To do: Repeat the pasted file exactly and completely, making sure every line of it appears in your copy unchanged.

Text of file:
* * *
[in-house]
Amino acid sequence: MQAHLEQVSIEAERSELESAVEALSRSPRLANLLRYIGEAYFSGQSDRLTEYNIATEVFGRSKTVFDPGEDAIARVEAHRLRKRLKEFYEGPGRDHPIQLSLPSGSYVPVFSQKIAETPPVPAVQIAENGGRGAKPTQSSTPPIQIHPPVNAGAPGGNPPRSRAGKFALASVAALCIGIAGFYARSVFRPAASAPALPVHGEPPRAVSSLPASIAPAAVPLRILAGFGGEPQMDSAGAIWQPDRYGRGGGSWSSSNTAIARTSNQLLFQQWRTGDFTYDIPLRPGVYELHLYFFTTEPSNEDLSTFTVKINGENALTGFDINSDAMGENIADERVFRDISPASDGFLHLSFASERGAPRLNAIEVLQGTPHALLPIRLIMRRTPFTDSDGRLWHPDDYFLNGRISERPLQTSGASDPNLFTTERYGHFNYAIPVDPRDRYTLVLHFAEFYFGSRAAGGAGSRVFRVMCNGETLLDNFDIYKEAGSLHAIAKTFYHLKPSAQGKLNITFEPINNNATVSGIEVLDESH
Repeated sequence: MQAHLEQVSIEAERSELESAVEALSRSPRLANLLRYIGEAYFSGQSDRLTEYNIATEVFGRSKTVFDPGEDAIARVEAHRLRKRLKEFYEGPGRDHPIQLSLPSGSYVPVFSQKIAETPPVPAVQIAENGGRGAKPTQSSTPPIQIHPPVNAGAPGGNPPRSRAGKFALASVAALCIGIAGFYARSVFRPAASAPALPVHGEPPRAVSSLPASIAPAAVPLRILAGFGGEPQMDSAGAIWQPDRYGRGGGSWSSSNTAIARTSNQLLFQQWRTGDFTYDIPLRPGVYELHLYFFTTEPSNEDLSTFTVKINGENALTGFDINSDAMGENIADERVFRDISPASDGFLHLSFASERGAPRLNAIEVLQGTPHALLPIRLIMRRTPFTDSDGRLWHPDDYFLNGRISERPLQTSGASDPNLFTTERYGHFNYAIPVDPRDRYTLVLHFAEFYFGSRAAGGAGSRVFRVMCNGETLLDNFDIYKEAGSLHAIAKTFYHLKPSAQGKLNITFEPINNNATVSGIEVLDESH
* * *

[in-house]
Amino acid sequence: MQAHLEQVSIEAERSELESAVEALSRSPRLANLLRYIGEAYFSGQSDRLTEYNIATEVFGRSKTVFDPGEDAIARVEAHRLRKRLKEFYEGPGRDHPIQLSLPSGSYVPVFSQKIAETPPVPAVQIAENGGRGAKPTQSSTPPIQIHPPVNAGAPGGNPPRSRAGKFALASVAALCIGIAGFYARSVFRPAASAPALPVHGEPPRAVSSLPASIAPAAVPLRILAGFGGEPQMDSAGAIWQPDRYGRGGGSWSSSNTAIARTSNQLLFQQWRTGDFTYDIPLRPGVYELHLYFFTTEPSNEDLSTFTVKINGENALTGFDINSDAMGENIADERVFRDISPASDGFLHLSFASERGAPRLNAIEVLQGTPHALLPIRLIMRRTPFTDSDGRLWHPDDYFLNGRISERPLQTSGASDPNLFTTERYGHFNYAIPVDPRDRYTLVLHFAEFYFGSRAAGGAGSRVFRVMCNGETLLDNFDIYKEAGSLHAIAKTFYHLKPSAQGKLNITFEPINNNATVSGIEVLDESH
Repeated sequence: MQAHLEQVSIEAERSELESAVEALSRSPRLANLLRYIGEAYFSGQSDRLTEYNIATEVFGRSKTVFDPGEDAIARVEAHRLRKRLKEFYEGPGRDHPIQLSLPSGSYVPVFSQKIAETPPVPAVQIAENGGRGAKPTQSSTPPIQIHPPVNAGAPGGNPPRSRAGKFALASVAALCIGIAGFYARSVFRPAASAPALPVHGEPPRAVSSLPASIAPAAVPLRILAGFGGEPQMDSAGAIWQPDRYGRGGGSWSSSNTAIARTSNQLLFQQWRTGDFTYDIPLRPGVYELHLYFFTTEPSNEDLSTFTVKINGENALTGFDINSDAMGENIADERVFRDISPASDGFLHLSFASERGAPRLNAIEVLQGTPHALLPIRLIMRRTPFTDSDGRLWHPDDYFLNGRISERPLQTSGASDPNLFTTERYGHFNYAIPVDPRDRYTLVLHFAEFYFGSRAAGGAGSRVFRVMCNGETLLDNFDIYKEAGSLHAIAKTFYHLKPSAQGKLNITFEPINNNATVSGIEVLDESH